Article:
British passport number 348489A was issued in the spring of 1973. The holder was Mr Terrence W. Abbott, a salesman born in Sheffield, South Yorkshire, in 1942. The passport photograph shows the face of a man who could be anything from Mexican to Middle Eastern: thick nostrils and a Zapata moustache below smooth, dark hair. He was much travelled, as the stamps in the visa section show. Part of the time he was in the Middle East, flitting in and out of Lebanon. There were also trips to Holland and Sweden. But the stamps stop early in 1975.
Acting on a tip, Italian police arrested Mr Abbott at the Grand Hotel Baglioni in Bologna with his family, in connection with drug trafficking. Their preliminary search after the arrest uncovered a strange coincidence: an American passport in the name of Mr Abbott issued from the American Embassy in London in the late 1960s. To give the puzzle a further international twist, there was also an international driving licence issued in Paris. Telexes and telegrams flowed between Bologna, London and Washington. The man was identified as the long-lost Ronald Stark.
On the face of it, the Italians were dealing with a straightforward smuggling team. Stark was involved with a group of Sicilians in a variation of the now dated methods used by the Brothers. Good-quality cars were stolen abroad and imported into Italy through Palermo with hidden Moroccan and Lebanese hash. Other loads came into Europe through Amsterdam. Stark also negotiated for the use of a yacht to sail cargoes from the Middle East into Italian ports.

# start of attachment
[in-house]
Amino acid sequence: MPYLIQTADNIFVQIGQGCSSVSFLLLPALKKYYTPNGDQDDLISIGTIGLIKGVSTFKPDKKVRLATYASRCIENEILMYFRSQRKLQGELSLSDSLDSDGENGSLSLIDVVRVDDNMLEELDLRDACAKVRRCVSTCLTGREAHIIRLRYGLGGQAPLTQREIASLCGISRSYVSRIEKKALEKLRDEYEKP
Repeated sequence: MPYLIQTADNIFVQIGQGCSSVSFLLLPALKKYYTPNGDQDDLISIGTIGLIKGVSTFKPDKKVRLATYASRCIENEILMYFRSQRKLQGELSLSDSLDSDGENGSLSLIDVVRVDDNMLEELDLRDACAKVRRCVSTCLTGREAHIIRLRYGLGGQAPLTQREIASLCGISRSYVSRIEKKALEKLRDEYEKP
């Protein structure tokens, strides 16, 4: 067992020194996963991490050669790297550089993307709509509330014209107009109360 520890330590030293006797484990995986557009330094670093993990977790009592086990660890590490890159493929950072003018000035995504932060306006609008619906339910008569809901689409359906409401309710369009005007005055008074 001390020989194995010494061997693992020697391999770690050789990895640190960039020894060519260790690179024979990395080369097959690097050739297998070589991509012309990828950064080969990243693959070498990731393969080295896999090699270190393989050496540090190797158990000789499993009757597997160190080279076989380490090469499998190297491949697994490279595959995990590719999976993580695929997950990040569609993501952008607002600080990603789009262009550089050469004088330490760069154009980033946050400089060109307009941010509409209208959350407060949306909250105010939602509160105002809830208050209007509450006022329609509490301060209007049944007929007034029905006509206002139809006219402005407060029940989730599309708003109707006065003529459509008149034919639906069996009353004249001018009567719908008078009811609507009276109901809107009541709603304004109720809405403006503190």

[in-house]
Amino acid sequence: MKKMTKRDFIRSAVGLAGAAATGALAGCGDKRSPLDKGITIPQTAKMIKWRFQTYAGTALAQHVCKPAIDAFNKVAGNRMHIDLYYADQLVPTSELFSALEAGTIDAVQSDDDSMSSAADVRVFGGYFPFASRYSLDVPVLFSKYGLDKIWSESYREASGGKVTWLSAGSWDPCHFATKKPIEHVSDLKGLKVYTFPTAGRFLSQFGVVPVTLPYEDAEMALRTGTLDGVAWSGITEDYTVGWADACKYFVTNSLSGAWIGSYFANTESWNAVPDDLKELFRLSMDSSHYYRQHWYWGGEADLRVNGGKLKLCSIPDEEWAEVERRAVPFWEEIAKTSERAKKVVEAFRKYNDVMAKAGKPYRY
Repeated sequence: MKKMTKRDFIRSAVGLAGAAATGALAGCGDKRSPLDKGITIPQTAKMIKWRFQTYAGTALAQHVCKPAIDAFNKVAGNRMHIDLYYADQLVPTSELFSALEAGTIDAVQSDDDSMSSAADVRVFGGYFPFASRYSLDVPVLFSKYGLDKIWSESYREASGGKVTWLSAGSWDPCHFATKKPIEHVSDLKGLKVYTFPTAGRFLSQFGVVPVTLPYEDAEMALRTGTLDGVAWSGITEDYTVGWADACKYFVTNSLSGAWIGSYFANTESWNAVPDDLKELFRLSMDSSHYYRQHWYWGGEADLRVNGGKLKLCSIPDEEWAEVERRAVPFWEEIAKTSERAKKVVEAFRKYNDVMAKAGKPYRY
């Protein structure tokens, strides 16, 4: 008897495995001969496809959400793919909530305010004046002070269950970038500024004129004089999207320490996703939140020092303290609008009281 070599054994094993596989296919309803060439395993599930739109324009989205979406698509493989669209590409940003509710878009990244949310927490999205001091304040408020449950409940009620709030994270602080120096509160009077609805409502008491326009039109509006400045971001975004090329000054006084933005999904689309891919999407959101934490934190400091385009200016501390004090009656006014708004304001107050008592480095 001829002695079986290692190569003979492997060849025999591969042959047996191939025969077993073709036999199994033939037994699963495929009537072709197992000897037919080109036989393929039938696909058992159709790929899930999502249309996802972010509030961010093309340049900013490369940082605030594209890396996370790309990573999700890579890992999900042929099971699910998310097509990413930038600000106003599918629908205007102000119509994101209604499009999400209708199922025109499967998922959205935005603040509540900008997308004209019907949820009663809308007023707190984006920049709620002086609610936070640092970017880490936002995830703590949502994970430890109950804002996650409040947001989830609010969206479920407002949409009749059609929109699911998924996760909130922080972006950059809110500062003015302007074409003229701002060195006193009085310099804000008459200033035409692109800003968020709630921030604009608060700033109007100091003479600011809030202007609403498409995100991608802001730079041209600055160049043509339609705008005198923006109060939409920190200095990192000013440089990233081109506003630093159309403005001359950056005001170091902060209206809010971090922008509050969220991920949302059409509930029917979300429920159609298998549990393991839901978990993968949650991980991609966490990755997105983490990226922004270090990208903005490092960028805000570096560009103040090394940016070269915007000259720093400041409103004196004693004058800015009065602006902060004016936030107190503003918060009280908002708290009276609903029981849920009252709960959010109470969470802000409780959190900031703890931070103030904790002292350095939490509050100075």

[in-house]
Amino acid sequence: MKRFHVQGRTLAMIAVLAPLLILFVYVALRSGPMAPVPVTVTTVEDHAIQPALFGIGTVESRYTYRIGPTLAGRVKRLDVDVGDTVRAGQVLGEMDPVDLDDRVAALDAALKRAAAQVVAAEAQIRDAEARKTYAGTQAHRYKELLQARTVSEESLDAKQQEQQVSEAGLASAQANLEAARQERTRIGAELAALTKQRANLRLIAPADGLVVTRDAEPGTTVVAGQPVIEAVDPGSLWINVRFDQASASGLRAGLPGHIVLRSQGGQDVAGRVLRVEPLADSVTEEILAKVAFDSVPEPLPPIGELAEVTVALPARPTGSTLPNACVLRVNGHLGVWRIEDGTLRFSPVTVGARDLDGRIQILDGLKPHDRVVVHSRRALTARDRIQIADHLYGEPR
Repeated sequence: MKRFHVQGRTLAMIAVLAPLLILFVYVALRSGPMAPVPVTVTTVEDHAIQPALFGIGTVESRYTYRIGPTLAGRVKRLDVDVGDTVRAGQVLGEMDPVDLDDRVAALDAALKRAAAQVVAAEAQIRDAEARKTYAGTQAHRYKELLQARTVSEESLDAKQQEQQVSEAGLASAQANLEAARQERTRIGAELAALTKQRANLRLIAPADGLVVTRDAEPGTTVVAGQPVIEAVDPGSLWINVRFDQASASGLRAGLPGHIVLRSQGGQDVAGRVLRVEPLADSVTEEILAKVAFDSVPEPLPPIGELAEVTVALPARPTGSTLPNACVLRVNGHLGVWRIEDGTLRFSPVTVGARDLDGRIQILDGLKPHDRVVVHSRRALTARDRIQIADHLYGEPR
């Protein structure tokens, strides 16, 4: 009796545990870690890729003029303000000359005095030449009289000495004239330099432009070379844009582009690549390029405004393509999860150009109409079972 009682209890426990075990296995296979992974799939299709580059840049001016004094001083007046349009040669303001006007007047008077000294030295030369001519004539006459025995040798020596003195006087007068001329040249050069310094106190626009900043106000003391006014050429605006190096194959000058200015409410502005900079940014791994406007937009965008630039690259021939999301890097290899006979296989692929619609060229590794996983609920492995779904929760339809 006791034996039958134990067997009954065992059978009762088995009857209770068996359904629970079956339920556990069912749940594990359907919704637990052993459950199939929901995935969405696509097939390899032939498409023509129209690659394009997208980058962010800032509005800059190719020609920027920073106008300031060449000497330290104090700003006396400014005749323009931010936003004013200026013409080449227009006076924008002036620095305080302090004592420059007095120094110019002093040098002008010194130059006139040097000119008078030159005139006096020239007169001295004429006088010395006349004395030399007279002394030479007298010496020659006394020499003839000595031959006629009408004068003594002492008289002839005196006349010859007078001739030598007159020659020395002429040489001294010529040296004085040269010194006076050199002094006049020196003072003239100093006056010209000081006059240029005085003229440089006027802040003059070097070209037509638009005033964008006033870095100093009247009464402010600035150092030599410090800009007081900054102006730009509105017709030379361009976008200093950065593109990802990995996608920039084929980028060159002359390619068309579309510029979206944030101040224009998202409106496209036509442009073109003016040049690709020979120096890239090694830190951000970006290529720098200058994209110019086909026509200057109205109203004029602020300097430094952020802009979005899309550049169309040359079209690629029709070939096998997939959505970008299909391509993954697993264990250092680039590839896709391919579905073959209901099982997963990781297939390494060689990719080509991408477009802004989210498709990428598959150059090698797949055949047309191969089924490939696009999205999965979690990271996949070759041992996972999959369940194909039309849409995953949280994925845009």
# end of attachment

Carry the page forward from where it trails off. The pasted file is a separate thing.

But the picture of Stark's activities began to broaden with the discovery of a vial of liquid and a cache of papers kept in a Rome bank deposit box. The vial was sent for forensic examination. The scientists reported back that they could not precisely identify the drug it contained. At best, they put it close to LSD. Perhaps it was the synthetic THC Stark had dreamt of creating; the papers included formulae for the synthesis. There were also plans for the bulk purchase of hemp seeds and calculations for shipments, investments and plant installation. Some of the papers went back to the Brotherhood days but they gave no details of his LSD operations after the Belgian episode. They did show that his range of interests in the drug world had expanded to include narcotics. There were details of the synthesis of cocaine.
Outside Italy, much of Stark's activities lay in the Middle East, as the passport showed. That area was the source for the cargoes moved into Europe, and Stark cultivated contacts in the Lebanon in the late 1960s and the early 1970s. It was widely believed in California that he kept a supply of ergotamine hidden in Lebanon which in those days was the great Bourse of the Arab world. He also had plans for an experimental laboratory to make a substitute for LSD. He became a fixer for at least one of the royal Arab families. Other connections were less aristocratic. Stark travelled widely in the Baalbek region of the country, where the Brothers had bought hash. Among Stark's contacts was Imam Musa Sadr, who apparently possessed semi-feudal control over a section of the Shi-ite branch of the Moslem faith and boasted a personal army of 1,000 men. The area controlled by the Imam was said to include training camps used by the Palestine Liberation Organization. Bordering on Syria, the region offered some safety from the harassment of punitive Israeli raids. The PLO and the Imam were said to live together amicably.